Yazidis in Armenia remember their dead

The Yazidi community in Armenia remembered their dead in the town of Armavir and Aygeshatt village. Religious scholars recited Qawl, the women sang lamentations.

As on every 20th of September, the Yazidi community in the western Armenian town Armawir and the Kurdish-Yazidi village of Aygeshatt came together for a collective commemoration of their dead. Kurdish-Yazidi citizens and Russian immigrants took part in the event.

The community first remembered their dead at the Charkatanmartin Cemetery where religious scholars spoke prayers and recited qawls. The Qawls, like poetry, are lyrically written and, above all, enhance the effect of remembering. The women sang Yazidi lamentations. After visiting the cemetery, the community organized a funeral meal.

Speaking to ANF, Rostem Hasoyan, a member of the Kurdistan Committee in Armavir, said: "This joint meal is not just a memorial to the people buried here. We also remind of our dead in Shengal, Kobane and Afrin and commemorate those who hurried from the mountains and prevented the total genocide in Shengal and lost their lives in the liberation of our homeland.

ISIS perpetrated a massive massacre in Shengal. They abducted women and young girls and killed children. However, the Kurds treat the 70,000 captured ISIS members as our human values ​​expect and fulfill their needs. This shows how much these values ​​are important to us.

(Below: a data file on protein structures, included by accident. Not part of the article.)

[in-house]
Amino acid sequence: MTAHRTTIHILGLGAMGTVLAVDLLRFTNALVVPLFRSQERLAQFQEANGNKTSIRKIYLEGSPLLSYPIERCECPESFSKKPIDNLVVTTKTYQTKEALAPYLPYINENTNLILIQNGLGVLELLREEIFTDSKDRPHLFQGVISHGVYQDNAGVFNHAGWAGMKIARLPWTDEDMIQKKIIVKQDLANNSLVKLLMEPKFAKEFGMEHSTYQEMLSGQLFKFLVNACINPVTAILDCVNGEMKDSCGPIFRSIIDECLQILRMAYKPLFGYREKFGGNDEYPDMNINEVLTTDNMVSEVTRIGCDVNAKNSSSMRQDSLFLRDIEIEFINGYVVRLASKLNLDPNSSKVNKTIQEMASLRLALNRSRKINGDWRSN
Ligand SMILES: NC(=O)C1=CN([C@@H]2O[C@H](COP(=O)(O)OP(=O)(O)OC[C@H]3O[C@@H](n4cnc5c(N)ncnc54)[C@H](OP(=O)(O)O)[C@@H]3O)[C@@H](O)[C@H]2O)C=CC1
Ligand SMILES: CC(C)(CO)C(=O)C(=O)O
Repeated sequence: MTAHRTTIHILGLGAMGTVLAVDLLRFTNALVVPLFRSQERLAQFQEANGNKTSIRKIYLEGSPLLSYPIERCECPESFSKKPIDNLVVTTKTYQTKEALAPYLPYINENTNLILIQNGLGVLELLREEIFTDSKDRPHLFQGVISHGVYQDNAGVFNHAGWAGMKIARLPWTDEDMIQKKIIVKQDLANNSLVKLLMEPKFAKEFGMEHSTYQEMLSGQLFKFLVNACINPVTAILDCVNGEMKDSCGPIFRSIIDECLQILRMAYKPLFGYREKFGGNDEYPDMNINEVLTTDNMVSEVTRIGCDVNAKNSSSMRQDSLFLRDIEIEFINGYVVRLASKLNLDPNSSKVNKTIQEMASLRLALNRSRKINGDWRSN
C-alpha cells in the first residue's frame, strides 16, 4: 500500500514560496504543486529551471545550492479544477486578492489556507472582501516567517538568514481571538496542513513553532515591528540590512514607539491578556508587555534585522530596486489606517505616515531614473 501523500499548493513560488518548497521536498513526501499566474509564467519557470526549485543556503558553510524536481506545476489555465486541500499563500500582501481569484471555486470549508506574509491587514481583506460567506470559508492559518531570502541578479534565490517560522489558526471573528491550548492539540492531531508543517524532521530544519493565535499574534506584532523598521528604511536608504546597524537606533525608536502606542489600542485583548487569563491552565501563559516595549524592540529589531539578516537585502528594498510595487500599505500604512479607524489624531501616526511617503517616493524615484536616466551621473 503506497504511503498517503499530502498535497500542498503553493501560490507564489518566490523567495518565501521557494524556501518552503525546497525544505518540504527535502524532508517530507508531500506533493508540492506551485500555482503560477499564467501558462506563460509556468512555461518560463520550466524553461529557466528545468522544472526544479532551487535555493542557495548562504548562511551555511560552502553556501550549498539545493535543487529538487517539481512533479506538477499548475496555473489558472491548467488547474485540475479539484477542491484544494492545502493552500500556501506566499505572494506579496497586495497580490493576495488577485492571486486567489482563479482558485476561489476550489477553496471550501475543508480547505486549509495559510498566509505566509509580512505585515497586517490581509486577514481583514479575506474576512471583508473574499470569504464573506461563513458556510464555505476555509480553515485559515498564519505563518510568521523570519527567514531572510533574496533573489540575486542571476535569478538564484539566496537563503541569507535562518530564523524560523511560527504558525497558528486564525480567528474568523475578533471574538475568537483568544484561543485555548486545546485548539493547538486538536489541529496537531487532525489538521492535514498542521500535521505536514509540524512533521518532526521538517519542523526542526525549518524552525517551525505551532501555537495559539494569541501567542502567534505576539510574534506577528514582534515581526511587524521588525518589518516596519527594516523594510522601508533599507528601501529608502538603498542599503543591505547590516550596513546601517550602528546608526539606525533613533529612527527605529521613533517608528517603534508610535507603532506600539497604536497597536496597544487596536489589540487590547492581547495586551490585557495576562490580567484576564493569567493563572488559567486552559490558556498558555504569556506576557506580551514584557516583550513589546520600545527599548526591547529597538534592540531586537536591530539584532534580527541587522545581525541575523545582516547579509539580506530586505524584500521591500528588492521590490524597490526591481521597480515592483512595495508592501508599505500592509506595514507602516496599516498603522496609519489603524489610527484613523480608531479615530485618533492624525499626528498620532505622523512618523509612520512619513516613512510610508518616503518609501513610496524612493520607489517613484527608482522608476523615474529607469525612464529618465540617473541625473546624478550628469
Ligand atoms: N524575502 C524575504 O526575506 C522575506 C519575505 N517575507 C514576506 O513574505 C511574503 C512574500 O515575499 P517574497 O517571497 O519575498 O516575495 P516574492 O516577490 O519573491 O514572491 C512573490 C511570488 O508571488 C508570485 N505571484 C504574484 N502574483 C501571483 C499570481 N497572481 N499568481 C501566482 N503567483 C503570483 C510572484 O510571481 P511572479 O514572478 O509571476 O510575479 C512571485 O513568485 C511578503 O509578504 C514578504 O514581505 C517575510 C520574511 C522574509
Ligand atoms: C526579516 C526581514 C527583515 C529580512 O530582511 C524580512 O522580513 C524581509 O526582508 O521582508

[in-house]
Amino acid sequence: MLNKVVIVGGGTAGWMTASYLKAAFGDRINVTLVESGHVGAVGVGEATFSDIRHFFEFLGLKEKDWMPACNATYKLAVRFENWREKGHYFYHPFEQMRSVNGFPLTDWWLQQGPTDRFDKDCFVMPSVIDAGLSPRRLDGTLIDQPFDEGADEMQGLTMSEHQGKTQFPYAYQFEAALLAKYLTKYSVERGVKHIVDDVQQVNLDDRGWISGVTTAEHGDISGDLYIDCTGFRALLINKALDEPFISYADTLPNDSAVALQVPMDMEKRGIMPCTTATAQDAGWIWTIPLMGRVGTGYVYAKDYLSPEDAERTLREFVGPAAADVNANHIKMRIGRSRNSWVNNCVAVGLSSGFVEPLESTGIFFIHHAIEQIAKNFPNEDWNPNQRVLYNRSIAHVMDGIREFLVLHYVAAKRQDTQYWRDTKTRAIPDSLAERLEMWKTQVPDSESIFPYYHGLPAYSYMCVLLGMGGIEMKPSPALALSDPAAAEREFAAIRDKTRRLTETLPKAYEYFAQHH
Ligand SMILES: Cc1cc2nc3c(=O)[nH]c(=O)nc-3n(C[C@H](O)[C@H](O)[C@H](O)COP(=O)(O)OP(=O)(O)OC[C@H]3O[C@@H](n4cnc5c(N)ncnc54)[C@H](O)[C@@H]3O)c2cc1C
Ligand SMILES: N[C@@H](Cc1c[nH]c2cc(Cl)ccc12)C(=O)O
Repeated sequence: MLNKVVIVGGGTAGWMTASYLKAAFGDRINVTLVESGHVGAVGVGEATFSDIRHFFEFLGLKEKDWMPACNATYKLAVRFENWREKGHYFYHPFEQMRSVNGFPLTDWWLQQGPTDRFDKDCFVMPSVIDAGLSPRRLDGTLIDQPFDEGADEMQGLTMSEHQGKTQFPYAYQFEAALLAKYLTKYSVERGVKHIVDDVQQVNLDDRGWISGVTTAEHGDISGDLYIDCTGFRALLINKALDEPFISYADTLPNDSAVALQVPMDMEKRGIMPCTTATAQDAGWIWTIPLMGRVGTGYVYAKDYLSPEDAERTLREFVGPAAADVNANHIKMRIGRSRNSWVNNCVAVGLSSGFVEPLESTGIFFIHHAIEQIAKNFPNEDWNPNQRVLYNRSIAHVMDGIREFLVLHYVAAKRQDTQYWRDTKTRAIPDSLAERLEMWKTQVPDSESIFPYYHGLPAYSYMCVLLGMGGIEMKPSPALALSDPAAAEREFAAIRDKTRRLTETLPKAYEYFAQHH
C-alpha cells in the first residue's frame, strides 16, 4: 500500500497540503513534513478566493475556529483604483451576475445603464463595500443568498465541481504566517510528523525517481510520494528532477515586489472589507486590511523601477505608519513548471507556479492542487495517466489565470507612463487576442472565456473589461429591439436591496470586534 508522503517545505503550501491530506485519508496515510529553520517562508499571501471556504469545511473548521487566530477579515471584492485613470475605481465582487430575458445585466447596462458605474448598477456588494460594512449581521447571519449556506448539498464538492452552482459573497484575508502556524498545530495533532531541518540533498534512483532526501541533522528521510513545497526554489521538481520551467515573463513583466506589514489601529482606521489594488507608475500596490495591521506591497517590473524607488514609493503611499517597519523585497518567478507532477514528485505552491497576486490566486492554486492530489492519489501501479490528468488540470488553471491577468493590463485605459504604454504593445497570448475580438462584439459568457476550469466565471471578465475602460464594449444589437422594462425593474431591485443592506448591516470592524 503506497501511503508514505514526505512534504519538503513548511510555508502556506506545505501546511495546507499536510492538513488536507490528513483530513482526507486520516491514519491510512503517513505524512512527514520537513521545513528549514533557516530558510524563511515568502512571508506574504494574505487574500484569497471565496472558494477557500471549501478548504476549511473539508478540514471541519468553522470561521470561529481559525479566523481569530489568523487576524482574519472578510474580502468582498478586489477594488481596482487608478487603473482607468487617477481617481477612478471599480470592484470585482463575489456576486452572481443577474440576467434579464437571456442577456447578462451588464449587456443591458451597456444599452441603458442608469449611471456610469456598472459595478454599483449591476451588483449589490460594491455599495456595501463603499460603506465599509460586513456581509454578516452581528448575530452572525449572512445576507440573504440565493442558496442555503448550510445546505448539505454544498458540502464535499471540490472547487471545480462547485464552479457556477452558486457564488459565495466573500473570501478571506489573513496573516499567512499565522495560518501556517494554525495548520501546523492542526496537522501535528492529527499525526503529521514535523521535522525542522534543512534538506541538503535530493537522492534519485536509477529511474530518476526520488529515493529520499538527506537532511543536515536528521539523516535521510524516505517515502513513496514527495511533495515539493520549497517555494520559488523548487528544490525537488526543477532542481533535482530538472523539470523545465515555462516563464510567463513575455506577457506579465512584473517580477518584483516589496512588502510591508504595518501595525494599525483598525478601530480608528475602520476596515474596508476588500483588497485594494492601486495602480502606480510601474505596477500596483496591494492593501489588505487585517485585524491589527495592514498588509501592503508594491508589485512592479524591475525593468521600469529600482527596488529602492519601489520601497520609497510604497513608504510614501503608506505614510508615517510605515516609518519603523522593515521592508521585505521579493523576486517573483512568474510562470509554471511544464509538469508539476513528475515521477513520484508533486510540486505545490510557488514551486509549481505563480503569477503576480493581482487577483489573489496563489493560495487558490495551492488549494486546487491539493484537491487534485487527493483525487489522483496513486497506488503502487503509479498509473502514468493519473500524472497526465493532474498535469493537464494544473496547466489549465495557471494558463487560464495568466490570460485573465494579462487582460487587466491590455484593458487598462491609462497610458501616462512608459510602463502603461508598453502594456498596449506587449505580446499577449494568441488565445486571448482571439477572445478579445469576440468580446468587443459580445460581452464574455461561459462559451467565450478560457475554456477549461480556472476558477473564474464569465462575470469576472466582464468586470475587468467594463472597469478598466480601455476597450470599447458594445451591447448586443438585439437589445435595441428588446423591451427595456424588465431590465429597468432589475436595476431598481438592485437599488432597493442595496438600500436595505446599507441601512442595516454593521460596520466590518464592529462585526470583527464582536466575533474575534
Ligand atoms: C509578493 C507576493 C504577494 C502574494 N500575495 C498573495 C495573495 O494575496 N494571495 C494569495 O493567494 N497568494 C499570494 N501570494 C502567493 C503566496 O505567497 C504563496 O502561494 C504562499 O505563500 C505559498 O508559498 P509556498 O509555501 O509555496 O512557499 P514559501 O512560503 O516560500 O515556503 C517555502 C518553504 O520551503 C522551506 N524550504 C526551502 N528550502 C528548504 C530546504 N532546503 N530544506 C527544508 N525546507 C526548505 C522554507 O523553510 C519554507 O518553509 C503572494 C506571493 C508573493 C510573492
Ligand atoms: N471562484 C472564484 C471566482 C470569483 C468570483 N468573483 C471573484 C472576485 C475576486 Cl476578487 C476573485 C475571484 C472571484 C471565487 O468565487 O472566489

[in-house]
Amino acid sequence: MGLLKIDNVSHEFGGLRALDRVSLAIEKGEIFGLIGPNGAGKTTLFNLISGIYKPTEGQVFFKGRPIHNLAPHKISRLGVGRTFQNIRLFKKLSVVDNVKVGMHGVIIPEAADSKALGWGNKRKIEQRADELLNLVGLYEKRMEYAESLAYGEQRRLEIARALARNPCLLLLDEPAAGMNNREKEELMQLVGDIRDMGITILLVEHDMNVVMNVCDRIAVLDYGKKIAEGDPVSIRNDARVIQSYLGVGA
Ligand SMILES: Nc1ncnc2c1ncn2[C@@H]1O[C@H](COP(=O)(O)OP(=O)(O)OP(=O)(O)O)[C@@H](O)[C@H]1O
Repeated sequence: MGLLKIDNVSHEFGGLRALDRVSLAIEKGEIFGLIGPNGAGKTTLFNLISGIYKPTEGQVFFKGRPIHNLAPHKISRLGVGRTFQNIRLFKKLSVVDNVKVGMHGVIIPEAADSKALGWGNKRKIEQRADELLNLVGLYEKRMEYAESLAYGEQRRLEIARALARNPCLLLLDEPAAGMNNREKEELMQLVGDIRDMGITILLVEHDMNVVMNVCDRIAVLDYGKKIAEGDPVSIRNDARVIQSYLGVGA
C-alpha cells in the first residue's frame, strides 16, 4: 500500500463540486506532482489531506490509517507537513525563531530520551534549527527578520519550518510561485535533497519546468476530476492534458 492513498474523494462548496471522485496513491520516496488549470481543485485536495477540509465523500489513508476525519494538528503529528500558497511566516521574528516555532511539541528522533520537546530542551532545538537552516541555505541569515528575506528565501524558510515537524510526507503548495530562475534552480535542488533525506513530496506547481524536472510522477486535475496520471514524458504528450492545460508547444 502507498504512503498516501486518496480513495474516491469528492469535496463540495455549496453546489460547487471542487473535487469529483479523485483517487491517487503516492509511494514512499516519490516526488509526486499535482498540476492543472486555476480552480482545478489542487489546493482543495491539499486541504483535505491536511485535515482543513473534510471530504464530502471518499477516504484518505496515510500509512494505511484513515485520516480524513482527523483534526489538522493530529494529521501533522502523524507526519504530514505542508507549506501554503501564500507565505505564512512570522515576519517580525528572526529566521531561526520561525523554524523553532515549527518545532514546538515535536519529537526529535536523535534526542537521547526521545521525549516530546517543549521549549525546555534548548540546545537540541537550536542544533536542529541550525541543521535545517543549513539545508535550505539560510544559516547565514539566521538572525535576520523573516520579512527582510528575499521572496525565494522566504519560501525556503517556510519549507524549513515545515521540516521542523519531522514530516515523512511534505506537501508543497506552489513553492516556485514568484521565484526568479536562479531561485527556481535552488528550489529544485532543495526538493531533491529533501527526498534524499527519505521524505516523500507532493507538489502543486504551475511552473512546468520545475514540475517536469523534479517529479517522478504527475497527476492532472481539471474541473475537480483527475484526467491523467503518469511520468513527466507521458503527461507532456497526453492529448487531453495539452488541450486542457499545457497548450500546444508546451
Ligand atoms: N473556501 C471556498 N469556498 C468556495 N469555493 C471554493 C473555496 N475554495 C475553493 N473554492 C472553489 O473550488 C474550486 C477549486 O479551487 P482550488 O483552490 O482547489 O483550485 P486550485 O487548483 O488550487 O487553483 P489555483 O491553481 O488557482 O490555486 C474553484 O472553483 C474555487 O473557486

As long as we form a unity and treat each other in solidarity, the enemy cannot harm us. That is why it is very important to achieve unity. Every person should live up to his responsibilities."

In the 1830s the first Yazidis from Northern Kurdistan came to Eastern Armenia belonging to the Russian Empire after the end of the Russian-Turkish War in 1828/29. In 1855, about 340 Yazidis were counted in Armavir. Several thousand Anatolian Yazidis were settled in the region at the end of the 19th century, including in the province of Shirak. In 1912, more than 17,000 Yazidis lived in what is now Armenia. At the 2001 census, their number was 40,000. In 2011, they accounted for 1.1 percent of the total population, the largest minority in the country. Their cultural center in the province of Aragazotn was the village of Eleges (Alagyaz) in the Soviet period.